Wednesday, June 04, 2014

Water Everywhere

This has been one of the most frustrating weeks in my career. It's not that 5+ inches of rain fell Sunday morning, but that the relative humidity in the lab crept up to 70% over the weekend. And all that water was absorbed by components going into a polyurethane formulation.

Water and polyurethanes, and even more specifically isocyanates, do not get along.
The water reacts with the isocyanate to form a carbamic acid which is unstable and gives off CO2. And that means your urethane is going to get foamy. It's great if you want to make a polyurethane foam, but I don't. At least not for this project.

Worse yet, the isocyanate has now been reduced to an amine which then reacts with the isocyanate to make a polyurea. And since we know from Newton's Third Law of Isocyanate Chemistry that "For every urethane reaction, there is an equal but faster urea reaction", the isocyanate is now foamy and partially polymerized.

Our isocyanate and polyols were in sealed bottles and were fine, but the additives to the coating seem to have absorbed far more moisture than we ever thought possible. So we're firing up the vacuum oven to dry everything out. But just like how your clothing can get wet in a downpour in just a few seconds but need the better part of an hour to dry out in a dryer, so it is with drying our materials. There is no indicator that they are dry enough. We go for a while and run a test sample. Go for a while longer and run another test sample. Go for a while longer...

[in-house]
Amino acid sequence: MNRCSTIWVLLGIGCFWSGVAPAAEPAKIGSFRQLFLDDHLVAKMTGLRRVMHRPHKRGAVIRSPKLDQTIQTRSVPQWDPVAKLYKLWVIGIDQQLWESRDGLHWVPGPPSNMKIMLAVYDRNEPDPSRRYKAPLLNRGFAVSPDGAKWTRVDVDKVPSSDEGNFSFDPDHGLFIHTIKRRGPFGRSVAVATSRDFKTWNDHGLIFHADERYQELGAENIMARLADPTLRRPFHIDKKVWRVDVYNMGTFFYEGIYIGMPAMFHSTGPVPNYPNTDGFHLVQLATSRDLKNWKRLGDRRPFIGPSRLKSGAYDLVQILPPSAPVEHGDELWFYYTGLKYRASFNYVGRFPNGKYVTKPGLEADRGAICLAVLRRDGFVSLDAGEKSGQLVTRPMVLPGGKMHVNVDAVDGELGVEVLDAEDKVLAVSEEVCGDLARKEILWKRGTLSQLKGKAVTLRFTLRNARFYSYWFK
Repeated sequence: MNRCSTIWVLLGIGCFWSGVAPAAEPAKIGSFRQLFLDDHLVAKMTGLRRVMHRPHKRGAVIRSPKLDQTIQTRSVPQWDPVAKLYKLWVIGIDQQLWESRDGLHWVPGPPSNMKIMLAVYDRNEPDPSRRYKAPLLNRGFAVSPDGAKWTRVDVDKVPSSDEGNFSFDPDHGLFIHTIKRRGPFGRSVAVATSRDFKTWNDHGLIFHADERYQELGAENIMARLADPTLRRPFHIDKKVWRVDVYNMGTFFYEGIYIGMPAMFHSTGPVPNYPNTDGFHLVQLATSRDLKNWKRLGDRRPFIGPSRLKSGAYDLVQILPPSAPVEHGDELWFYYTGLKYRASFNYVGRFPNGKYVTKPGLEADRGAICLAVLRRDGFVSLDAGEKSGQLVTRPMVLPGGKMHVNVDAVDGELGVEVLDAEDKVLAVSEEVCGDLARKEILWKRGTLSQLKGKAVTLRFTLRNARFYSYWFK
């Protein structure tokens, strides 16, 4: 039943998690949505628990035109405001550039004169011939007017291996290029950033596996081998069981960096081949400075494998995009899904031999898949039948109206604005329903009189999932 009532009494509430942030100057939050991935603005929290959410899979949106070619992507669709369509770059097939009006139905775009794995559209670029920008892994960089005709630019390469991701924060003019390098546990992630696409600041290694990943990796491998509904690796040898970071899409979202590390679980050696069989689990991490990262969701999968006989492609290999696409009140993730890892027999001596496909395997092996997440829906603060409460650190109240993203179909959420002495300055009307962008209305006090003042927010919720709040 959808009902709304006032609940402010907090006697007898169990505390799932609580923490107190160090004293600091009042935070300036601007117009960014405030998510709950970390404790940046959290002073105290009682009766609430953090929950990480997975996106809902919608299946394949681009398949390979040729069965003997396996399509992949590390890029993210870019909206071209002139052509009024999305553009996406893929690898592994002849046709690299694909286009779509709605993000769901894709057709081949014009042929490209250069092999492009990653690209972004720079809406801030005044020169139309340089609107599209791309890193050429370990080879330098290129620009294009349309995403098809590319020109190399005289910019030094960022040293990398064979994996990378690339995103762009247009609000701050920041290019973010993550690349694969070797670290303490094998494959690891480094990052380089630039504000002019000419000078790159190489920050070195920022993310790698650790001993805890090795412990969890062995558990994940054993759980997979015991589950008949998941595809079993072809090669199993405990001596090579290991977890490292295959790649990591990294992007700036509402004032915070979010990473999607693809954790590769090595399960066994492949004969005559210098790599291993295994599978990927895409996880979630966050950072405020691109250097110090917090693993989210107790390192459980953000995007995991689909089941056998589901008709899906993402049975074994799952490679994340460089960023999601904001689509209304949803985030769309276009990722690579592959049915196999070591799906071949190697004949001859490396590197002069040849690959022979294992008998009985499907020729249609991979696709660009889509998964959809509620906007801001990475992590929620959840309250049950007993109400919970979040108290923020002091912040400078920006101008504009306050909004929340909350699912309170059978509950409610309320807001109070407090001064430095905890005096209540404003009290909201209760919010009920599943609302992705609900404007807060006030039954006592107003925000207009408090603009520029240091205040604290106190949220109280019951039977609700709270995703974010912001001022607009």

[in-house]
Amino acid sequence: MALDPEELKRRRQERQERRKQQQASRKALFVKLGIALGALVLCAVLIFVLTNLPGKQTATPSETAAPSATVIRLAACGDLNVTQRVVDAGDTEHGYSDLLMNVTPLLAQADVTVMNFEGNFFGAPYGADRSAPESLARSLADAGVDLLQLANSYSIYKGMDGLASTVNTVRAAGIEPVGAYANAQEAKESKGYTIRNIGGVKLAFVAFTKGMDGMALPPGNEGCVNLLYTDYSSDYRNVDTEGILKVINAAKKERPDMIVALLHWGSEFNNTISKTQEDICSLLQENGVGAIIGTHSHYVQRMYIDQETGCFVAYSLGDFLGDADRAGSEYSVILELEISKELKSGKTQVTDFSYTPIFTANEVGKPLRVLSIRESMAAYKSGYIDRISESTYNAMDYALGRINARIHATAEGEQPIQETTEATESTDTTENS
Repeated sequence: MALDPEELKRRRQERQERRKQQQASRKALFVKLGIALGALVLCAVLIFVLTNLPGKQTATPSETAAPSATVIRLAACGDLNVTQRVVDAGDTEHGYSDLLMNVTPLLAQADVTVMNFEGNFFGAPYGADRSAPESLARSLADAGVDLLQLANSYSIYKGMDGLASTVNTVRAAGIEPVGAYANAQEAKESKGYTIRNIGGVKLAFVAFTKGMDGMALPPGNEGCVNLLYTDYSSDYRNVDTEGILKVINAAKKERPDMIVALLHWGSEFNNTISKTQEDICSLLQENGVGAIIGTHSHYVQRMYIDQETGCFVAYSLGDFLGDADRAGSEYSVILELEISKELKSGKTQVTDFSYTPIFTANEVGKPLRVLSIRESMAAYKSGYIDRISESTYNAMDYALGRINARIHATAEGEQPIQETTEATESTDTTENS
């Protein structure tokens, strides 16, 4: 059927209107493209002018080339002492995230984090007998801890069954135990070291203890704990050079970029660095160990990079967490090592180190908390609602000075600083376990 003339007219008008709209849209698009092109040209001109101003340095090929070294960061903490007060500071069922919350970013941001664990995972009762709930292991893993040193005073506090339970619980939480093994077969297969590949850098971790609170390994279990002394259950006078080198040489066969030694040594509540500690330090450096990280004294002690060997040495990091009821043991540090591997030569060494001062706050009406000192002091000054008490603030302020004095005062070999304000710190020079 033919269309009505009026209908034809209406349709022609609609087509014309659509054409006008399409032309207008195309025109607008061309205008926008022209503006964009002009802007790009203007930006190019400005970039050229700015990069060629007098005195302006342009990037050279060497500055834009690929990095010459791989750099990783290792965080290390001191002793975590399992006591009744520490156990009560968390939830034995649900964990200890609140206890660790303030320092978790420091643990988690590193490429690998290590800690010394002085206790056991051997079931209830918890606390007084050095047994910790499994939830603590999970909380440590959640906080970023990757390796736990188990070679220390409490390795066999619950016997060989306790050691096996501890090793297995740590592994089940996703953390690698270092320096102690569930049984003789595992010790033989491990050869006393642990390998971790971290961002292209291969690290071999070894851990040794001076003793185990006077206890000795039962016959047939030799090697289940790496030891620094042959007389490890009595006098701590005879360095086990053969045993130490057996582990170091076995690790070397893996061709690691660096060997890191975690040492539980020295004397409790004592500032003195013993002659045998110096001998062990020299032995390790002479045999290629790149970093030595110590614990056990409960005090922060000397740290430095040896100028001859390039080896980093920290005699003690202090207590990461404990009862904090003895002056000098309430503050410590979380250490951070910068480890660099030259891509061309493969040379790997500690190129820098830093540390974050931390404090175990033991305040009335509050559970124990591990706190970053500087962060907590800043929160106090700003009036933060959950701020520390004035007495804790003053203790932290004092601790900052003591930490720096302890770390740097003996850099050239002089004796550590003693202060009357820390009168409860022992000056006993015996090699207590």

Previous Years
June 4, 2013 - Heads are starting to roll in Kuwait

June 4, 2012 - PPE for the Fashionable Industrial Polymer Chemist

June 4, 2010 - Plastic People of the Universe

June 4, 2010 - Clients and Secrecy

June 4, 2009 - The Queen is Dead. Long Live the Queen

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